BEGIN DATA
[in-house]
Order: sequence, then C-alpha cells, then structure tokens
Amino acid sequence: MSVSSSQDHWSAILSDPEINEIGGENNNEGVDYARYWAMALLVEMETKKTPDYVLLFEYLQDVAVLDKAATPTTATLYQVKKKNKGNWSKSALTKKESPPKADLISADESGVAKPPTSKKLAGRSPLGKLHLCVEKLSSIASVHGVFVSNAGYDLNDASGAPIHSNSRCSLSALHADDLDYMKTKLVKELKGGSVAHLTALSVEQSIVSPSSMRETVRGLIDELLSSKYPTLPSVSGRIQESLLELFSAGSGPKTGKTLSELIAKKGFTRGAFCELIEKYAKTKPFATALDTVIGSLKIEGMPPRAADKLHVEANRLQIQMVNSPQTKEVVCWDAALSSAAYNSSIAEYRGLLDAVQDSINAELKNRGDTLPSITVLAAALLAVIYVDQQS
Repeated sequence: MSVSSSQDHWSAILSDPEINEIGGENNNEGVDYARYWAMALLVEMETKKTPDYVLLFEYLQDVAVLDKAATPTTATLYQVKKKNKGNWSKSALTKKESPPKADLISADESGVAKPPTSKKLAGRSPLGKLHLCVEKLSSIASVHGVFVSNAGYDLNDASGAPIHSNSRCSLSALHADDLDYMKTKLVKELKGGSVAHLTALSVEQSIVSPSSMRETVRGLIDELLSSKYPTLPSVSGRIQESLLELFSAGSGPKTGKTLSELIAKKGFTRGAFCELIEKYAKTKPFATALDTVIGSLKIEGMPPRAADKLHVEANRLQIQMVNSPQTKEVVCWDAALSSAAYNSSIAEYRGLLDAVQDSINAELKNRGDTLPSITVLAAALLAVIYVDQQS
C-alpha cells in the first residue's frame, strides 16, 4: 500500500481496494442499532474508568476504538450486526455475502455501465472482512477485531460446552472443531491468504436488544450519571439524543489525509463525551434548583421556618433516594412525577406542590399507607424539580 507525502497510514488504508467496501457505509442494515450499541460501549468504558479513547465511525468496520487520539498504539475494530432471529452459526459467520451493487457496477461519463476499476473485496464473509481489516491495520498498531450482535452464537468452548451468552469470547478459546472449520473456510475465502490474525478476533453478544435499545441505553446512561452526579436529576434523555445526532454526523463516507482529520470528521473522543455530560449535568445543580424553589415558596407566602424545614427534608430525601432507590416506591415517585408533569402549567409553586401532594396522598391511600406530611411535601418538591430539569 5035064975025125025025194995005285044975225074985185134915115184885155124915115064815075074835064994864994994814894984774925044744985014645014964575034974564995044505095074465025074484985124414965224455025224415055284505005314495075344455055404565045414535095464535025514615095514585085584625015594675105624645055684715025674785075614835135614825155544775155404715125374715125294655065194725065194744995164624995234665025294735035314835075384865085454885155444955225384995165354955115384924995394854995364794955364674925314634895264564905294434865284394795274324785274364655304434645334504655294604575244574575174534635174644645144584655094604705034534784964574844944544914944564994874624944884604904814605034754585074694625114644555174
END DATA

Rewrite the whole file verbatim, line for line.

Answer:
[in-house]
Order: sequence, then C-alpha cells, then structure tokens
Amino acid sequence: MSVSSSQDHWSAILSDPEINEIGGENNNEGVDYARYWAMALLVEMETKKTPDYVLLFEYLQDVAVLDKAATPTTATLYQVKKKNKGNWSKSALTKKESPPKADLISADESGVAKPPTSKKLAGRSPLGKLHLCVEKLSSIASVHGVFVSNAGYDLNDASGAPIHSNSRCSLSALHADDLDYMKTKLVKELKGGSVAHLTALSVEQSIVSPSSMRETVRGLIDELLSSKYPTLPSVSGRIQESLLELFSAGSGPKTGKTLSELIAKKGFTRGAFCELIEKYAKTKPFATALDTVIGSLKIEGMPPRAADKLHVEANRLQIQMVNSPQTKEVVCWDAALSSAAYNSSIAEYRGLLDAVQDSINAELKNRGDTLPSITVLAAALLAVIYVDQQS
Repeated sequence: MSVSSSQDHWSAILSDPEINEIGGENNNEGVDYARYWAMALLVEMETKKTPDYVLLFEYLQDVAVLDKAATPTTATLYQVKKKNKGNWSKSALTKKESPPKADLISADESGVAKPPTSKKLAGRSPLGKLHLCVEKLSSIASVHGVFVSNAGYDLNDASGAPIHSNSRCSLSALHADDLDYMKTKLVKELKGGSVAHLTALSVEQSIVSPSSMRETVRGLIDELLSSKYPTLPSVSGRIQESLLELFSAGSGPKTGKTLSELIAKKGFTRGAFCELIEKYAKTKPFATALDTVIGSLKIEGMPPRAADKLHVEANRLQIQMVNSPQTKEVVCWDAALSSAAYNSSIAEYRGLLDAVQDSINAELKNRGDTLPSITVLAAALLAVIYVDQQS
C-alpha cells in the first residue's frame, strides 16, 4: 500500500481496494442499532474508568476504538450486526455475502455501465472482512477485531460446552472443531491468504436488544450519571439524543489525509463525551434548583421556618433516594412525577406542590399507607424539580 507525502497510514488504508467496501457505509442494515450499541460501549468504558479513547465511525468496520487520539498504539475494530432471529452459526459467520451493487457496477461519463476499476473485496464473509481489516491495520498498531450482535452464537468452548451468552469470547478459546472449520473456510475465502490474525478476533453478544435499545441505553446512561452526579436529576434523555445526532454526523463516507482529520470528521473522543455530560449535568445543580424553589415558596407566602424545614427534608430525601432507590416506591415517585408533569402549567409553586401532594396522598391511600406530611411535601418538591430539569 5035064975025125025025194995005285044975225074985185134915115184885155124915115064815075074835064994864994994814894984774925044744985014645014964575034974564995044505095074465025074484985124414965224455025224415055284505005314495075344455055404565045414535095464535025514615095514585085584625015594675105624645055684715025674785075614835135614825155544775155404715125374715125294655065194725065194744995164624995234665025294735035314835075384865085454885155444955225384995165354955115384924995394854995364794955364674925314634895264564905294434865284394795274324785274364655304434645334504655294604575244574575174534635174644645144584655094604705034534784964574844944544914944564994874624944884604904814605034754585074694625114644555174